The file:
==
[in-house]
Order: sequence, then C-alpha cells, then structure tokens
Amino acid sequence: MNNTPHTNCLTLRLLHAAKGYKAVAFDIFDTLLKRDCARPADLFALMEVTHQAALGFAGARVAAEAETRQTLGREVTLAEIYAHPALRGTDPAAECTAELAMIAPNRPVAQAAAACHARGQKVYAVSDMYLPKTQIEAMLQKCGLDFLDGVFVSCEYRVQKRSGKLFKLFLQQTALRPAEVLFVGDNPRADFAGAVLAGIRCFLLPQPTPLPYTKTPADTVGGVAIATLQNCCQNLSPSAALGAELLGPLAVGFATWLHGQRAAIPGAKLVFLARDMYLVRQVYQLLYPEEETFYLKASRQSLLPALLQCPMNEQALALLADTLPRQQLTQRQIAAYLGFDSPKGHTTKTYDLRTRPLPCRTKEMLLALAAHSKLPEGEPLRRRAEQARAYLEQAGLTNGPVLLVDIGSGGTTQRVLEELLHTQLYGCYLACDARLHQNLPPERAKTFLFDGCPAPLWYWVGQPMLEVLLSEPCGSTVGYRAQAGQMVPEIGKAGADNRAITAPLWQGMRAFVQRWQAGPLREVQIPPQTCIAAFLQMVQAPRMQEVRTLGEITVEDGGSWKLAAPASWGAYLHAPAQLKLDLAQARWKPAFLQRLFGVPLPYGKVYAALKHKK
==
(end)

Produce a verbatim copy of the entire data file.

[in-house]
Order: sequence, then C-alpha cells, then structure tokens
Amino acid sequence: MNNTPHTNCLTLRLLHAAKGYKAVAFDIFDTLLKRDCARPADLFALMEVTHQAALGFAGARVAAEAETRQTLGREVTLAEIYAHPALRGTDPAAECTAELAMIAPNRPVAQAAAACHARGQKVYAVSDMYLPKTQIEAMLQKCGLDFLDGVFVSCEYRVQKRSGKLFKLFLQQTALRPAEVLFVGDNPRADFAGAVLAGIRCFLLPQPTPLPYTKTPADTVGGVAIATLQNCCQNLSPSAALGAELLGPLAVGFATWLHGQRAAIPGAKLVFLARDMYLVRQVYQLLYPEEETFYLKASRQSLLPALLQCPMNEQALALLADTLPRQQLTQRQIAAYLGFDSPKGHTTKTYDLRTRPLPCRTKEMLLALAAHSKLPEGEPLRRRAEQARAYLEQAGLTNGPVLLVDIGSGGTTQRVLEELLHTQLYGCYLACDARLHQNLPPERAKTFLFDGCPAPLWYWVGQPMLEVLLSEPCGSTVGYRAQAGQMVPEIGKAGADNRAITAPLWQGMRAFVQRWQAGPLREVQIPPQTCIAAFLQMVQAPRMQEVRTLGEITVEDGGSWKLAAPASWGAYLHAPAQLKLDLAQARWKPAFLQRLFGVPLPYGKVYAALKHKK